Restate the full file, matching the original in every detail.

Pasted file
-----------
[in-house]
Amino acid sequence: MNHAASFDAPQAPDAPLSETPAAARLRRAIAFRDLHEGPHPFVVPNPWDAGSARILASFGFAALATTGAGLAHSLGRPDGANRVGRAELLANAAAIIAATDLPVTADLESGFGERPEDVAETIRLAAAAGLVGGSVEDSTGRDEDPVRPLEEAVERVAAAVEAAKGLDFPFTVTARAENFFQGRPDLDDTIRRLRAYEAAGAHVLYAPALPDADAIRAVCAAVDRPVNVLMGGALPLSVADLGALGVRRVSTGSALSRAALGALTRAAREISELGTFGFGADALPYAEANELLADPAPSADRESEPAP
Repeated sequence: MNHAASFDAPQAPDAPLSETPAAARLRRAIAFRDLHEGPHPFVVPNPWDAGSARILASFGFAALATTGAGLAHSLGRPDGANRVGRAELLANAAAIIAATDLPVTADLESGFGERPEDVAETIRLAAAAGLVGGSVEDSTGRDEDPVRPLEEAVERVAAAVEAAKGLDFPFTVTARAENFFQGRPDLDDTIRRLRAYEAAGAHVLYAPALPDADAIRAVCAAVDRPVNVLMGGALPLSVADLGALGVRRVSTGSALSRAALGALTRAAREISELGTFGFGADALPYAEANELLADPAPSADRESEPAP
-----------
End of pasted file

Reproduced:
[in-house]
Amino acid sequence: MNHAASFDAPQAPDAPLSETPAAARLRRAIAFRDLHEGPHPFVVPNPWDAGSARILASFGFAALATTGAGLAHSLGRPDGANRVGRAELLANAAAIIAATDLPVTADLESGFGERPEDVAETIRLAAAAGLVGGSVEDSTGRDEDPVRPLEEAVERVAAAVEAAKGLDFPFTVTARAENFFQGRPDLDDTIRRLRAYEAAGAHVLYAPALPDADAIRAVCAAVDRPVNVLMGGALPLSVADLGALGVRRVSTGSALSRAALGALTRAAREISELGTFGFGADALPYAEANELLADPAPSADRESEPAP
Repeated sequence: MNHAASFDAPQAPDAPLSETPAAARLRRAIAFRDLHEGPHPFVVPNPWDAGSARILASFGFAALATTGAGLAHSLGRPDGANRVGRAELLANAAAIIAATDLPVTADLESGFGERPEDVAETIRLAAAAGLVGGSVEDSTGRDEDPVRPLEEAVERVAAAVEAAKGLDFPFTVTARAENFFQGRPDLDDTIRRLRAYEAAGAHVLYAPALPDADAIRAVCAAVDRPVNVLMGGALPLSVADLGALGVRRVSTGSALSRAALGALTRAAREISELGTFGFGADALPYAEANELLADPAPSADRESEPAP